UCLA In the News lists selected mentions of UCLA in the world’s news media. Some articles may require registration or a subscription to view. See more UCLA In the News.
U.S. steps up response to Israeli-Palestinian conflict | Los Angeles Times
Dov Waxman, professor of Israel studies at UCLA and author of several books about the conflict, said there were early and clear signs that Israelis and Palestinians were headed to calamity. “What [Biden] wanted to do was signal this was not a priority and move slowly and cautiously while dealing with a complicated domestic agenda,” Waxman said. “The problem is the Middle East always intrudes into the agenda.” (Waxman was also quoted by the Los Angeles Daily News.)
Inflation is back. How high will prices go? | Los Angeles Times
Leo Feler, a UCLA economist who is preparing the inflation section of the Anderson Forecast, said prices for food consumed at home, which rose in April, should start to revert as people go out more. And as supply constraints and bottlenecks clear up, other inflationary pressures also will fade.
Is it really ridiculous to discuss aliens? | New York Times
“There are times in science when just knowing that a thing is possible motivates an effort to get there,” Jacob Foster, a sociologist at UCLA, told me. The knowledge that there were other space-faring societies might make us more desperate to join them or communicate with them.
Latinos are vulnerable to the highly communicable coronavirus because they are more likely than non-Hispanic whites to do essential jobs that expose them to the public, said David Hayes-Bautista, a UCLA professor of public health and medicine and co-author of a study in January about this theme. (Translated from Spanish.)
It shouldn’t be illegal to build housing without parking | Daily Breeze
(Commentary by UCLA’s M. Nolan Gray) As wonky as minimum parking requirements may seem, they are a key culprit in our state’s ever worsening housing affordability crisis. As UCLA urban planning professor Donald Shoup points out, “free parking” isn’t free — it’s just priced into more expensive housing and higher prices for goods and services. … As Miriam Pinski and Michael Manville at UCLA observe, the provision of off-street parking is associated with a 27 percent increase in vehicles miles traveled — and a significant increase in emissions. If the government is going to force you to have a parking space, why not buy a car and use it?
NYC law firm is suing Trump while defending Wall Street | Bloomberg Business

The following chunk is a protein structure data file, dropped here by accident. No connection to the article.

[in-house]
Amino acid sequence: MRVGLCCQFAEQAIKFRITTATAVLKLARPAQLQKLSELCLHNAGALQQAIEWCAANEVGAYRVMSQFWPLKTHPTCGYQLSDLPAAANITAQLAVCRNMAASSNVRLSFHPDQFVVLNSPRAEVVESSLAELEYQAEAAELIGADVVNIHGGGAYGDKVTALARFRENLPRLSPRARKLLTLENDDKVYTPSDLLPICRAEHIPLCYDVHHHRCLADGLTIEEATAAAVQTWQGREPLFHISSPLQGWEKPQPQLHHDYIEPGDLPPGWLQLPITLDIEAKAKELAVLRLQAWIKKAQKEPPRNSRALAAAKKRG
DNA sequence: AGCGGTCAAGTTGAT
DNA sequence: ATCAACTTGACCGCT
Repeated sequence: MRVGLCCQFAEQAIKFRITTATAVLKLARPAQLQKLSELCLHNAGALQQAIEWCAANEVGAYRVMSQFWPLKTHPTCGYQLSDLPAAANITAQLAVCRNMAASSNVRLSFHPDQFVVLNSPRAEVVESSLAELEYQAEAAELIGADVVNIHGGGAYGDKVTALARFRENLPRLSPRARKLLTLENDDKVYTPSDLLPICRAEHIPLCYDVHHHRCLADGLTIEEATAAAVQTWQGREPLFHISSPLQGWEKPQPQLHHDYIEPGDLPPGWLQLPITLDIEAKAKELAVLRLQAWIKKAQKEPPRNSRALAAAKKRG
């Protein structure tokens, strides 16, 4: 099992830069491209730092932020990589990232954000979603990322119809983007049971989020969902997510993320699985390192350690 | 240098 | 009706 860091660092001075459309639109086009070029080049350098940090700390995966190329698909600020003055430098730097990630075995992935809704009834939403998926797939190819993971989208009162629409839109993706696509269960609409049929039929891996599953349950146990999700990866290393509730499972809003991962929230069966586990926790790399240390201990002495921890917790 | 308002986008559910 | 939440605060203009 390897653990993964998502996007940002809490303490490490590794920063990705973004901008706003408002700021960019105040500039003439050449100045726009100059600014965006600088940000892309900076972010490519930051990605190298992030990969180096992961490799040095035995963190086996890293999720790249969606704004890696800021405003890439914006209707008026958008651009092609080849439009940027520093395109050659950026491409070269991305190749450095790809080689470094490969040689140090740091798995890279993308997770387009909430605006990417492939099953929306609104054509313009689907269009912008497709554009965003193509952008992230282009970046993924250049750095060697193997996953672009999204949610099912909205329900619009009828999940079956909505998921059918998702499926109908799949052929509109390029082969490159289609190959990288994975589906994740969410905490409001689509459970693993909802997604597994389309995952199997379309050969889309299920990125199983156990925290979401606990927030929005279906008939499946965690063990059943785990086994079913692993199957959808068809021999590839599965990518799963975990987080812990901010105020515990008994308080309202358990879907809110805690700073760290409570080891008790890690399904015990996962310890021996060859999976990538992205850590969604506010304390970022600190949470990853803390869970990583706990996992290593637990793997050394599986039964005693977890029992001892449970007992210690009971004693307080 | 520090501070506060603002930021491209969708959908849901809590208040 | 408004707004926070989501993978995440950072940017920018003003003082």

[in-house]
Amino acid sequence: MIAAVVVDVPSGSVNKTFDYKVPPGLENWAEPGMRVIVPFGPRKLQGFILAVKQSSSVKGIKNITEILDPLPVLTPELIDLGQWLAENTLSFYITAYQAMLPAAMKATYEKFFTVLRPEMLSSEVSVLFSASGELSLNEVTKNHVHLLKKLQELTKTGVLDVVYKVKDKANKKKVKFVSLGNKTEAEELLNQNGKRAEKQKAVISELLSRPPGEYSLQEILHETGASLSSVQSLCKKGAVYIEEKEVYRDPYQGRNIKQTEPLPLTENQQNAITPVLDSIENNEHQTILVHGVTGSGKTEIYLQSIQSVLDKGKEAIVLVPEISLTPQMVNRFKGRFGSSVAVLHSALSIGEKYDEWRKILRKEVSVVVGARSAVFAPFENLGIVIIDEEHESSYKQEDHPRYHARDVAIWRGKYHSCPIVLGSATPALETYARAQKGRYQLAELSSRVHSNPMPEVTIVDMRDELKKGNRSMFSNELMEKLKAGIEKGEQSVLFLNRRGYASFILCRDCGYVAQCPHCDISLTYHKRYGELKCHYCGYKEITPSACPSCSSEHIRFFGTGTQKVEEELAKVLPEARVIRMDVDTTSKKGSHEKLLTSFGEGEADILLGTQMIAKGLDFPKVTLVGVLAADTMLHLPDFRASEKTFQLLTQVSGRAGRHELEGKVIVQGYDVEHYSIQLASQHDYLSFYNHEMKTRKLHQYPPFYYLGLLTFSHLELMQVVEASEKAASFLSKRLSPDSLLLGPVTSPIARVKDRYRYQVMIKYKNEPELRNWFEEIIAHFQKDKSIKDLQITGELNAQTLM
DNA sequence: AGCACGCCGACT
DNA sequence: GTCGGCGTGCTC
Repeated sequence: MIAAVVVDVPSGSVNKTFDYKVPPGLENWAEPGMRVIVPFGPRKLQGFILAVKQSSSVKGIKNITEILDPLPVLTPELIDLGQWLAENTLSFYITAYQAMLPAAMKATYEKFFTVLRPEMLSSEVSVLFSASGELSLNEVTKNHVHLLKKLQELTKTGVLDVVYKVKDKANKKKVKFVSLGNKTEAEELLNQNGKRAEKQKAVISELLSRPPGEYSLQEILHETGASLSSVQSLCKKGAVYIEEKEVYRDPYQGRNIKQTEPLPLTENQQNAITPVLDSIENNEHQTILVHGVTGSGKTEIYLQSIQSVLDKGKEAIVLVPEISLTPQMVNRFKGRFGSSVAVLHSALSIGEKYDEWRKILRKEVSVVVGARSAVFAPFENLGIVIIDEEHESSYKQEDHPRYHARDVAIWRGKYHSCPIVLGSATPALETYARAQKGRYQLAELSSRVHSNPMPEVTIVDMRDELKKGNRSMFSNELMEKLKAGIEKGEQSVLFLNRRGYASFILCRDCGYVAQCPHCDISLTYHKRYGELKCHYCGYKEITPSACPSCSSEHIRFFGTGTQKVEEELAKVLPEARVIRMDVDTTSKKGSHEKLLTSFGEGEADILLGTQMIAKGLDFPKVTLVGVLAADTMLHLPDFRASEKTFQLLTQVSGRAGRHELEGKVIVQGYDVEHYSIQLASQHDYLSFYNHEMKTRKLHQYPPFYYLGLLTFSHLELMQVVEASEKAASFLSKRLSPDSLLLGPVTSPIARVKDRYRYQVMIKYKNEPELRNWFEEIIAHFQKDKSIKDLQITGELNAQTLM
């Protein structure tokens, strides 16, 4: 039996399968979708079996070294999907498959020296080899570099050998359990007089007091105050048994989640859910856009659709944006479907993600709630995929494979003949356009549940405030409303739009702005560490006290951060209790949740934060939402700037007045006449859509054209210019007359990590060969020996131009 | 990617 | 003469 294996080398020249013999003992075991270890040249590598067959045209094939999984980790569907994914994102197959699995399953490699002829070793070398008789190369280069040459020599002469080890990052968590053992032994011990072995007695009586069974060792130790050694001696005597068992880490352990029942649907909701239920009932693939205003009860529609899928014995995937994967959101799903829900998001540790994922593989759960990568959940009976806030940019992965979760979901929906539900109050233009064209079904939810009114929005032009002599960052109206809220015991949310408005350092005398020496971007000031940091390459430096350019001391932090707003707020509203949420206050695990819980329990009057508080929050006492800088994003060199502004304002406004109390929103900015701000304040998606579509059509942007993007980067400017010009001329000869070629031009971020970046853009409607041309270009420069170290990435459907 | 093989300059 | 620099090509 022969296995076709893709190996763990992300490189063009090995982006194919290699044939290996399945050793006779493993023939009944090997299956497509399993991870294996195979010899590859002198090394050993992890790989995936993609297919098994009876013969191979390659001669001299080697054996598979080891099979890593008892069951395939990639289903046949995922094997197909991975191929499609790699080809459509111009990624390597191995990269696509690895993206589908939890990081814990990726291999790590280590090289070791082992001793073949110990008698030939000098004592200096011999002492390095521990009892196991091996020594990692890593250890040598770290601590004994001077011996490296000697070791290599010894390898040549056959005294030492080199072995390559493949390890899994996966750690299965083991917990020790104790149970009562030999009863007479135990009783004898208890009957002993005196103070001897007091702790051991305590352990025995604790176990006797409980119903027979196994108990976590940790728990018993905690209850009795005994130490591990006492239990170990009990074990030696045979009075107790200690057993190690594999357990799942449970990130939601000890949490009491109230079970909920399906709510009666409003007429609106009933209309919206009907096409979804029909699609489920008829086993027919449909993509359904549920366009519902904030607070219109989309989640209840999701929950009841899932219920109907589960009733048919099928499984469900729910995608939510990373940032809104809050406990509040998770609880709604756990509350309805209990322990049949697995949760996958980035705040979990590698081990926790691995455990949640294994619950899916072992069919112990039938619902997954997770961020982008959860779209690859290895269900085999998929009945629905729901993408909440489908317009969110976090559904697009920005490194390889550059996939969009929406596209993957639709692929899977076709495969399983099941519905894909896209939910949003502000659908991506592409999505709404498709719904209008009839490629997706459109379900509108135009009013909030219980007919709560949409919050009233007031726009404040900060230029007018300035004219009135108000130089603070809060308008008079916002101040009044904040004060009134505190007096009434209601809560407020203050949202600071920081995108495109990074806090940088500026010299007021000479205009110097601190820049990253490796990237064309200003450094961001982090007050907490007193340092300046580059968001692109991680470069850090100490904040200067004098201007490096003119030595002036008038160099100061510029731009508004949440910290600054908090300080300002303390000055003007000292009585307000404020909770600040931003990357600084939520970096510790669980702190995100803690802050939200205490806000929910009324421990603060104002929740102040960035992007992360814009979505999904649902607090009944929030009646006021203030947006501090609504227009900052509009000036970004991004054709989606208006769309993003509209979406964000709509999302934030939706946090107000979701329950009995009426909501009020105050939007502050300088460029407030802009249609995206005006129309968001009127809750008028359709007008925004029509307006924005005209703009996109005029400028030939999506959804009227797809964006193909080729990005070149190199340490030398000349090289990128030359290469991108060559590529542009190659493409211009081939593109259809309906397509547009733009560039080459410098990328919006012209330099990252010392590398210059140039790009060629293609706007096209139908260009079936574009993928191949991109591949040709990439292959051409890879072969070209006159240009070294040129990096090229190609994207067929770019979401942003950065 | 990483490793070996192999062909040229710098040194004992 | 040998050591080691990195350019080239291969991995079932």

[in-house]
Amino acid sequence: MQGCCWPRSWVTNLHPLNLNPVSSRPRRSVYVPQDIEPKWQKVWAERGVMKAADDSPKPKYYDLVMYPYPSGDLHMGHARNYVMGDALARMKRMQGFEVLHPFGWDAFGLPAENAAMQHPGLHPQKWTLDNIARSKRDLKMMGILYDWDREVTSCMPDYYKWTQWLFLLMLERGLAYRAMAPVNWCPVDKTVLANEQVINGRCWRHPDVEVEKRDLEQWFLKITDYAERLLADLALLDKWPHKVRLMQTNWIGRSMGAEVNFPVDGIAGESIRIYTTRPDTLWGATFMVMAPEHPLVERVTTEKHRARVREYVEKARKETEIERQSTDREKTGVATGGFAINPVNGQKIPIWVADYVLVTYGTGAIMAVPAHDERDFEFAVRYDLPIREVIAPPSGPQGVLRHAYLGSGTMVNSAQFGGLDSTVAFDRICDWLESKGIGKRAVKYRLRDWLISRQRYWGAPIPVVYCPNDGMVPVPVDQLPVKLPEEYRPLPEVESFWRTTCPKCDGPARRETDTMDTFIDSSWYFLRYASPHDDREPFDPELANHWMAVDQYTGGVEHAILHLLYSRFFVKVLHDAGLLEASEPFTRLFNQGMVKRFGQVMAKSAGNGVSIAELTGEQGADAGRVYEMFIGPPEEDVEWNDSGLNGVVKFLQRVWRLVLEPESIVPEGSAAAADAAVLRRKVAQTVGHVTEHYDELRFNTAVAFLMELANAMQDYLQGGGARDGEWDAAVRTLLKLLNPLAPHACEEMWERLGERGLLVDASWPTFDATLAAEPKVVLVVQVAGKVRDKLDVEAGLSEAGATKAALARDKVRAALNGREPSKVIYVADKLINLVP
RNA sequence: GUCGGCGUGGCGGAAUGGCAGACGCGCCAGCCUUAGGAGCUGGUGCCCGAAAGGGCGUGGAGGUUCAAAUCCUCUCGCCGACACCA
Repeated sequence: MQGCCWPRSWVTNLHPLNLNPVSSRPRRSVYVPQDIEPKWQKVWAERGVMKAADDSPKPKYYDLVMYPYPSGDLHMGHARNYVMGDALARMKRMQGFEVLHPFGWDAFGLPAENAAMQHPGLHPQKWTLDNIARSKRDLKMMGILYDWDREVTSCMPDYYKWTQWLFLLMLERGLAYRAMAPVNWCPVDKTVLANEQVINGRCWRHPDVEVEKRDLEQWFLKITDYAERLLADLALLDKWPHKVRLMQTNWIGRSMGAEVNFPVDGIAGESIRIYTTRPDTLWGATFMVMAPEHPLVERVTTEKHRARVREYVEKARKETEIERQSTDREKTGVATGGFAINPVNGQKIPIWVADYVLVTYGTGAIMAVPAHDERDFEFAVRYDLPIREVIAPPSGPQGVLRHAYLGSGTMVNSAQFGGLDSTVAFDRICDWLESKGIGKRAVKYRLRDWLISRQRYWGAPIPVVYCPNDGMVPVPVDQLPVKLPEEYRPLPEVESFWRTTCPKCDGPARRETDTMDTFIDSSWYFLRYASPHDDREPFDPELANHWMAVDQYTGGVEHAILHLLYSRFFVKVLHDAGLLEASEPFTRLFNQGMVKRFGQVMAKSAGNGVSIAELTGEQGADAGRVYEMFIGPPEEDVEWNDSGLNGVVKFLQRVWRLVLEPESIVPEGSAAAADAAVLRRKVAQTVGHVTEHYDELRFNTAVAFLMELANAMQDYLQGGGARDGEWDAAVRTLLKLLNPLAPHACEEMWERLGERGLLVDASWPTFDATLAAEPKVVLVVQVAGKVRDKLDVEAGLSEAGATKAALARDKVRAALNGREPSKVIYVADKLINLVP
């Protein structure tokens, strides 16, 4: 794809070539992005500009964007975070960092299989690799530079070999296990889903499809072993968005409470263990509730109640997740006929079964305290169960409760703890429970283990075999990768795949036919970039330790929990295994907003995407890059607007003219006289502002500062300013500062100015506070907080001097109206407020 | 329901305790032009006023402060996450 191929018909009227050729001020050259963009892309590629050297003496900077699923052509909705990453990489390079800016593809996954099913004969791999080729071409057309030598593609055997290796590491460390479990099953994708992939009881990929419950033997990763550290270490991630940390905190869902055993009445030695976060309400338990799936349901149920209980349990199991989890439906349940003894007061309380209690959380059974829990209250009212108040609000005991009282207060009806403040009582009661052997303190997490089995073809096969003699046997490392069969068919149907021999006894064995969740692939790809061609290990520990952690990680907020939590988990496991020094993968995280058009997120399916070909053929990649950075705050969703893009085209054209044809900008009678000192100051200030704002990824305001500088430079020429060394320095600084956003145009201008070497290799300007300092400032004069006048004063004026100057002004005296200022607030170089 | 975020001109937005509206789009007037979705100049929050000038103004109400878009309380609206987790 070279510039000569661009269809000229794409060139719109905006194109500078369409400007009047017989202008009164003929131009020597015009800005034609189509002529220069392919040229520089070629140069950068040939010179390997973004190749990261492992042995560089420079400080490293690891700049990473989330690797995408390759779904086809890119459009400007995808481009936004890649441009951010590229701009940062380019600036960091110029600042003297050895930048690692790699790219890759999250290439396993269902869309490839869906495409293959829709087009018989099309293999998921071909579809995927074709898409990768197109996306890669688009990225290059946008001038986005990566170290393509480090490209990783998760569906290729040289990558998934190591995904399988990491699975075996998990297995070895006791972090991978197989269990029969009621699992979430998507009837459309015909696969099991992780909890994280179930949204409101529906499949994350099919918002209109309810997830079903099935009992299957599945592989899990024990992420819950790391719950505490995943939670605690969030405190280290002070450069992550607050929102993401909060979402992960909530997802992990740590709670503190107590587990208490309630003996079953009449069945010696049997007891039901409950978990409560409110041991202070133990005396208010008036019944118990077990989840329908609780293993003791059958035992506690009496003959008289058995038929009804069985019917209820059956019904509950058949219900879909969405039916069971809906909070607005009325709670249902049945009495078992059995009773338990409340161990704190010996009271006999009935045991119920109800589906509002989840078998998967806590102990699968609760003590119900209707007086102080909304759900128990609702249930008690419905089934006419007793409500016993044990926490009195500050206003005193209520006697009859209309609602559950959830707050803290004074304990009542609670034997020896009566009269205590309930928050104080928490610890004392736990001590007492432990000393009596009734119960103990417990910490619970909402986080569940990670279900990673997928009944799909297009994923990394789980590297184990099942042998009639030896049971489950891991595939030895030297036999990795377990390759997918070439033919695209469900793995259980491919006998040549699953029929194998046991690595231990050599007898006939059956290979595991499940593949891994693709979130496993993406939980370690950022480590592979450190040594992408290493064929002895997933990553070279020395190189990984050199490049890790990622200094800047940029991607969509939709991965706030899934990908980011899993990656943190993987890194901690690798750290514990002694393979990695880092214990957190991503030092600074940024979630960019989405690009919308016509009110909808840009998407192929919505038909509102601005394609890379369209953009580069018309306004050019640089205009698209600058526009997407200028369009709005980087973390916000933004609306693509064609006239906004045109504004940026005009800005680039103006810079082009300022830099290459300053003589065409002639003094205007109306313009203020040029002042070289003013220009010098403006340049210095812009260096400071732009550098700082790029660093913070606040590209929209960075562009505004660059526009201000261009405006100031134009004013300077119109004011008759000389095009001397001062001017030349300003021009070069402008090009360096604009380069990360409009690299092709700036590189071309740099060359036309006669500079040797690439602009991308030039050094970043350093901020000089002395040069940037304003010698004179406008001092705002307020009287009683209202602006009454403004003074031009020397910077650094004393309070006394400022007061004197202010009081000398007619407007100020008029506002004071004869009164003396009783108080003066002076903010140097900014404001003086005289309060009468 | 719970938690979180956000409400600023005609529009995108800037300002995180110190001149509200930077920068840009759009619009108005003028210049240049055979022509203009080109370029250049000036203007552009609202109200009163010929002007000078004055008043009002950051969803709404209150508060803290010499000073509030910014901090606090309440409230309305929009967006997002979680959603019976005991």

Scott Cummings, a law professor at University of California Los Angeles who focuses on the legal profession, said Kaplan Hecker has appeal to corporations as a law firm with a socially responsible image that’s largely not adverse to them, unlike firms that bring big consumer-protection or environmental class actions. “If you look at the public-interest work they’re doing, it’s not against corporate defendants,” Cummings said, “and the more typical public-interest firms are doing plaintiffs work against corporate defendants.”
Gene therapy uses HIV to help kids without immune system | HealthDay News
Cora is one of 48 out of 50 young children who were essentially cured of their severe combined immunodeficiency (SCID) using this new procedure, researchers reported May 11 in the New England Journal of Medicine. “None of the 50 patients had any complications from the [therapy], and 48 out of the 50 restored their immunity to quite normal levels,” said lead researcher Dr. Donald Kohn, a professor of microbiology, immunology and molecular genetics at University of California, Los Angeles (UCLA). “They’re no longer patients. They’re off all of their antibiotics. They’re living normal lives.”
UCLA life scientists have identified six “words” that specific immune cells use to call up immune defense genes — an important step toward understanding the language the body uses to marshal responses to threats. In addition, they discovered that the incorrect use of two of these words can activate the wrong genes, resulting in the autoimmune disease known as Sjögren’s syndrome. (UCLA’s Alexander Hoffmann and Adewunmi Adelaja are quoted.)
Let’s reject ageism during Older Americans Month | Times of San Diego
Where can we find positive depictions of aging and cultural inclusion of older adults? Fortunately, several cultures treat their elders differently. In a study led by the UCLA Center for Health Policy Research, Native American culture stands out as one example of a culture far more inclusive of older generations.